When Steve Jobs took over at Apple in 1997, one of the first things he did was get rid of the Apple museum in the foyer.
The firm was struggling, and Jobs felt that it was too focused on its past.
It’s like this in internal comms: we have to let go of the past to succeed.
One thing that many of us are trying to put behind us is the idea that internal communicators are soft and fluffy ‘people people’ – or postmen and women who merely pump out messages to the rank and file.
Many leaders still don’t give you the chance to influence the messages they want you to communicate. Instead they come to you and say: “I need to get this out”.
How do you get leaders to a place where there’s a genuine advisory relationship and mutual respect? How do you position yourself as the person who can help them shape the strategy and how they articulate it, not just broadcast the message?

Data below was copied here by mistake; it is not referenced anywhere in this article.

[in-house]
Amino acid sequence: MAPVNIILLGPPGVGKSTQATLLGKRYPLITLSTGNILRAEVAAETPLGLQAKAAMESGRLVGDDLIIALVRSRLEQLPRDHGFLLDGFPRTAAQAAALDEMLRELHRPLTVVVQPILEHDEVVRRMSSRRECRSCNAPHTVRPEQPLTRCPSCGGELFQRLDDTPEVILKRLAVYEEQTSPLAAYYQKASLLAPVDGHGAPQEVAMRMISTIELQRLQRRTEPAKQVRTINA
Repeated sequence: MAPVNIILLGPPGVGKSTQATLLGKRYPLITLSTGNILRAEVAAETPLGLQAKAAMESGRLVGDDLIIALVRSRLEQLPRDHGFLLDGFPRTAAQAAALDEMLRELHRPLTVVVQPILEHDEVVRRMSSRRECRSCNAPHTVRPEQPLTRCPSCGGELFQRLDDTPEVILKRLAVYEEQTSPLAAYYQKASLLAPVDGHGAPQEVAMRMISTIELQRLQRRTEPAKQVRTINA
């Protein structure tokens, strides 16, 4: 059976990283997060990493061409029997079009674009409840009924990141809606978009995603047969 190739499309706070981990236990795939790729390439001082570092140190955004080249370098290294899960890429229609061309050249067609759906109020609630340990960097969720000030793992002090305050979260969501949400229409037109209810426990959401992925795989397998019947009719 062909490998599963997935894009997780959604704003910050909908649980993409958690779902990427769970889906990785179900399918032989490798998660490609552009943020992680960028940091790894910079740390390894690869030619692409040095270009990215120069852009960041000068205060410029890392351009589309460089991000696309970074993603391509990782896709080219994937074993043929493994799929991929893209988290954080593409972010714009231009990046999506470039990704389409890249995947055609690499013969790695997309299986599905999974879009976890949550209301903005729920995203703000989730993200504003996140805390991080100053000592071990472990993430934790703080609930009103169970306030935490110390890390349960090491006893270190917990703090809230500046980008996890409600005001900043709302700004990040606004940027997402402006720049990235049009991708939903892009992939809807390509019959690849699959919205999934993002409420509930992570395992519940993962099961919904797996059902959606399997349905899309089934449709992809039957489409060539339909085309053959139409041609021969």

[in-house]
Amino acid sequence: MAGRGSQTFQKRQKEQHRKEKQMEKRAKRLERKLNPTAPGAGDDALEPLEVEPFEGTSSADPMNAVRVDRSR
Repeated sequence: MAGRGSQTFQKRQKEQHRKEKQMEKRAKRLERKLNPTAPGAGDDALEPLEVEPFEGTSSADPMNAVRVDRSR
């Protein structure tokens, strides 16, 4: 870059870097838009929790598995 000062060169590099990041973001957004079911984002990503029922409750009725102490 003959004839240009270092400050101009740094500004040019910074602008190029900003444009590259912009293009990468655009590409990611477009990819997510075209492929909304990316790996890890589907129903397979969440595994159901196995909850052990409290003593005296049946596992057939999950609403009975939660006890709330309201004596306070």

One answer is to position yourself as a ‘trusted advisor’. David Maister coined this term years ago. He was talking about professional services firms – lawyers and accountants – but on Accelerate, the internal comms masterclass we deliver with the IoIC, we apply it to our profession.
If this sounds helpful, we’re taking bookings for our May course. Let us know if you’d like to come.